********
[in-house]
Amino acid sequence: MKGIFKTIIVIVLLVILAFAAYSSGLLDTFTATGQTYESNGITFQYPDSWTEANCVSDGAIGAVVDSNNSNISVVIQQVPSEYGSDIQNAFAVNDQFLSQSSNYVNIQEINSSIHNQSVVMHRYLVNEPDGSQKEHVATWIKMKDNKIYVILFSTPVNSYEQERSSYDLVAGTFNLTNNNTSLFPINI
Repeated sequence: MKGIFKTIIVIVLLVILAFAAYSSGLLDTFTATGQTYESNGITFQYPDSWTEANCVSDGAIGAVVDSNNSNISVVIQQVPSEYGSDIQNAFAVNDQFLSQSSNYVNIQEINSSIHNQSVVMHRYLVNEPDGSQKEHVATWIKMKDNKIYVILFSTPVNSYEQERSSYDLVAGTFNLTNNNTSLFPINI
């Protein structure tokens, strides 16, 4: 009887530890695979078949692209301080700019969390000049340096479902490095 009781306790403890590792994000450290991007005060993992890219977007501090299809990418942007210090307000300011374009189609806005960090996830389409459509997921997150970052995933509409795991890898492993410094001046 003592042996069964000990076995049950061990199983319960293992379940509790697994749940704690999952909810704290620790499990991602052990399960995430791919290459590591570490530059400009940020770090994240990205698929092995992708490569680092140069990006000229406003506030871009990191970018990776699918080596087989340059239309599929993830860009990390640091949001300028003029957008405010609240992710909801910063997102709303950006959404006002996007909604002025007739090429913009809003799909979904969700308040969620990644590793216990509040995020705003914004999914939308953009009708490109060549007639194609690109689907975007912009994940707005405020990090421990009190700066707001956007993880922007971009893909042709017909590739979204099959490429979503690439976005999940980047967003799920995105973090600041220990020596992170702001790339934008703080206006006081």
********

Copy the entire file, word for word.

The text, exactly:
[in-house]
Amino acid sequence: MKGIFKTIIVIVLLVILAFAAYSSGLLDTFTATGQTYESNGITFQYPDSWTEANCVSDGAIGAVVDSNNSNISVVIQQVPSEYGSDIQNAFAVNDQFLSQSSNYVNIQEINSSIHNQSVVMHRYLVNEPDGSQKEHVATWIKMKDNKIYVILFSTPVNSYEQERSSYDLVAGTFNLTNNNTSLFPINI
Repeated sequence: MKGIFKTIIVIVLLVILAFAAYSSGLLDTFTATGQTYESNGITFQYPDSWTEANCVSDGAIGAVVDSNNSNISVVIQQVPSEYGSDIQNAFAVNDQFLSQSSNYVNIQEINSSIHNQSVVMHRYLVNEPDGSQKEHVATWIKMKDNKIYVILFSTPVNSYEQERSSYDLVAGTFNLTNNNTSLFPINI
């Protein structure tokens, strides 16, 4: 009887530890695979078949692209301080700019969390000049340096479902490095 009781306790403890590792994000450290991007005060993992890219977007501090299809990418942007210090307000300011374009189609806005960090996830389409459509997921997150970052995933509409795991890898492993410094001046 003592042996069964000990076995049950061990199983319960293992379940509790697994749940704690999952909810704290620790499990991602052990399960995430791919290459590591570490530059400009940020770090994240990205698929092995992708490569680092140069990006000229406003506030871009990191970018990776699918080596087989340059239309599929993830860009990390640091949001300028003029957008405010609240992710909801910063997102709303950006959404006002996007909604002025007739090429913009809003799909979904969700308040969620990644590793216990509040995020705003914004999914939308953009009708490109060549007639194609690109689907975007912009994940707005405020990090421990009190700066707001956007993880922007971009893909042709017909590739979204099959490429979503690439976005999940980047967003799920995105973090600041220990020596992170702001790339934008703080206006006081």